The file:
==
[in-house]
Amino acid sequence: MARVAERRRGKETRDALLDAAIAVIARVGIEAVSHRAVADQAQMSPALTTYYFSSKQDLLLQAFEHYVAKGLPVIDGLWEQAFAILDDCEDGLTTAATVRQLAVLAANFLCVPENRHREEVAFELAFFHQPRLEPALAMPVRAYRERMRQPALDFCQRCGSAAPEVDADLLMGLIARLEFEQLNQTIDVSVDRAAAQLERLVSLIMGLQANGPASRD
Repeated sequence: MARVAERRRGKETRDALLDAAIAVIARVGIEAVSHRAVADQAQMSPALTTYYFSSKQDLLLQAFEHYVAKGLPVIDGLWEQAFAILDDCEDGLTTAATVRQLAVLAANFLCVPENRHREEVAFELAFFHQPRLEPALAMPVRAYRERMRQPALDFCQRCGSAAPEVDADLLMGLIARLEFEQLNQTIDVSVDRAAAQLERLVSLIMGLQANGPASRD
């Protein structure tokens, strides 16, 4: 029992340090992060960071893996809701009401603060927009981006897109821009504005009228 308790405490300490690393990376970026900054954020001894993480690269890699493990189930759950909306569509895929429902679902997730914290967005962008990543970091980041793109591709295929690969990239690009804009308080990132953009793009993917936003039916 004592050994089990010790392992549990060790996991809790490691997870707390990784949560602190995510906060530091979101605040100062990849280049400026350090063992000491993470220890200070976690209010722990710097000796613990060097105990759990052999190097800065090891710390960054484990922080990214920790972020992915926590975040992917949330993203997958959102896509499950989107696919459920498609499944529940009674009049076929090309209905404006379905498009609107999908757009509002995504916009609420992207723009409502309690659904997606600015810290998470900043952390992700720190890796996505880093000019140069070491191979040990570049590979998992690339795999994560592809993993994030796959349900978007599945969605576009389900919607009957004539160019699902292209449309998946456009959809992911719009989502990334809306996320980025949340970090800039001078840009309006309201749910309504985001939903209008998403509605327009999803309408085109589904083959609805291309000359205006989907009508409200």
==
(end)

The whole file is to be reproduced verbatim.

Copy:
[in-house]
Amino acid sequence: MARVAERRRGKETRDALLDAAIAVIARVGIEAVSHRAVADQAQMSPALTTYYFSSKQDLLLQAFEHYVAKGLPVIDGLWEQAFAILDDCEDGLTTAATVRQLAVLAANFLCVPENRHREEVAFELAFFHQPRLEPALAMPVRAYRERMRQPALDFCQRCGSAAPEVDADLLMGLIARLEFEQLNQTIDVSVDRAAAQLERLVSLIMGLQANGPASRD
Repeated sequence: MARVAERRRGKETRDALLDAAIAVIARVGIEAVSHRAVADQAQMSPALTTYYFSSKQDLLLQAFEHYVAKGLPVIDGLWEQAFAILDDCEDGLTTAATVRQLAVLAANFLCVPENRHREEVAFELAFFHQPRLEPALAMPVRAYRERMRQPALDFCQRCGSAAPEVDADLLMGLIARLEFEQLNQTIDVSVDRAAAQLERLVSLIMGLQANGPASRD
């Protein structure tokens, strides 16, 4: 029992340090992060960071893996809701009401603060927009981006897109821009504005009228 308790405490300490690393990376970026900054954020001894993480690269890699493990189930759950909306569509895929429902679902997730914290967005962008990543970091980041793109591709295929690969990239690009804009308080990132953009793009993917936003039916 004592050994089990010790392992549990060790996991809790490691997870707390990784949560602190995510906060530091979101605040100062990849280049400026350090063992000491993470220890200070976690209010722990710097000796613990060097105990759990052999190097800065090891710390960054484990922080990214920790972020992915926590975040992917949330993203997958959102896509499950989107696919459920498609499944529940009674009049076929090309209905404006379905498009609107999908757009509002995504916009609420992207723009409502309690659904997606600015810290998470900043952390992700720190890796996505880093000019140069070491191979040990570049590979998992690339795999994560592809993993994030796959349900978007599945969605576009389900919607009957004539160019699902292209449309998946456009959809992911719009989502990334809306996320980025949340970090800039001078840009309006309201749910309504985001939903209008998403509605327009999803309408085109589904083959609805291309000359205006989907009508409200």